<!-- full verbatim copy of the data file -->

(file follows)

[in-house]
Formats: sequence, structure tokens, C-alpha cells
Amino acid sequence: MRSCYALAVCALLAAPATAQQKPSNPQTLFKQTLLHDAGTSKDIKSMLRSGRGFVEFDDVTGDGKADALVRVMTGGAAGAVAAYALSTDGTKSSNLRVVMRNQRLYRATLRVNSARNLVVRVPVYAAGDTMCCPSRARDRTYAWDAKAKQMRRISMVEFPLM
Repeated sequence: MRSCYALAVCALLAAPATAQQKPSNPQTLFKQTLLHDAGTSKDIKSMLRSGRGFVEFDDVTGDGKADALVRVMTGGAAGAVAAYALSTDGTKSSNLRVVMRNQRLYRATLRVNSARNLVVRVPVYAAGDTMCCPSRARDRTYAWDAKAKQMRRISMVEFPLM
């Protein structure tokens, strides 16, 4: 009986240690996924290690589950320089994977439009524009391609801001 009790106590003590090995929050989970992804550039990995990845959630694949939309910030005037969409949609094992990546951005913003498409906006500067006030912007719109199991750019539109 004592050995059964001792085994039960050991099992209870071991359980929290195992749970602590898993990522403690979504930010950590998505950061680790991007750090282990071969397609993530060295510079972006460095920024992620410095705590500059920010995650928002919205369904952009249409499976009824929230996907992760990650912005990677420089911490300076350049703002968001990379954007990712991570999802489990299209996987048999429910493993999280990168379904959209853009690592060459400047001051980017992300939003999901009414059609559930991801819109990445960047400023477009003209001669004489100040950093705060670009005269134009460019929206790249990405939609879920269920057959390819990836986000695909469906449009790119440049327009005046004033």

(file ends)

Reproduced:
[in-house]
Formats: sequence, structure tokens, C-alpha cells
Amino acid sequence: MRSCYALAVCALLAAPATAQQKPSNPQTLFKQTLLHDAGTSKDIKSMLRSGRGFVEFDDVTGDGKADALVRVMTGGAAGAVAAYALSTDGTKSSNLRVVMRNQRLYRATLRVNSARNLVVRVPVYAAGDTMCCPSRARDRTYAWDAKAKQMRRISMVEFPLM
Repeated sequence: MRSCYALAVCALLAAPATAQQKPSNPQTLFKQTLLHDAGTSKDIKSMLRSGRGFVEFDDVTGDGKADALVRVMTGGAAGAVAAYALSTDGTKSSNLRVVMRNQRLYRATLRVNSARNLVVRVPVYAAGDTMCCPSRARDRTYAWDAKAKQMRRISMVEFPLM
């Protein structure tokens, strides 16, 4: 009986240690996924290690589950320089994977439009524009391609801001 009790106590003590090995929050989970992804550039990995990845959630694949939309910030005037969409949609094992990546951005913003498409906006500067006030912007719109199991750019539109 004592050995059964001792085994039960050991099992209870071991359980929290195992749970602590898993990522403690979504930010950590998505950061680790991007750090282990071969397609993530060295510079972006460095920024992620410095705590500059920010995650928002919205369904952009249409499976009824929230996907992760990650912005990677420089911490300076350049703002968001990379954007990712991570999802489990299209996987048999429910493993999280990168379904959209853009690592060459400047001051980017992300939003999901009414059609559930991801819109990445960047400023477009003209001669004489100040950093705060670009005269134009460019929206790249990405939609879920269920057959390819990836986000695909469906449009790119440049327009005046004033």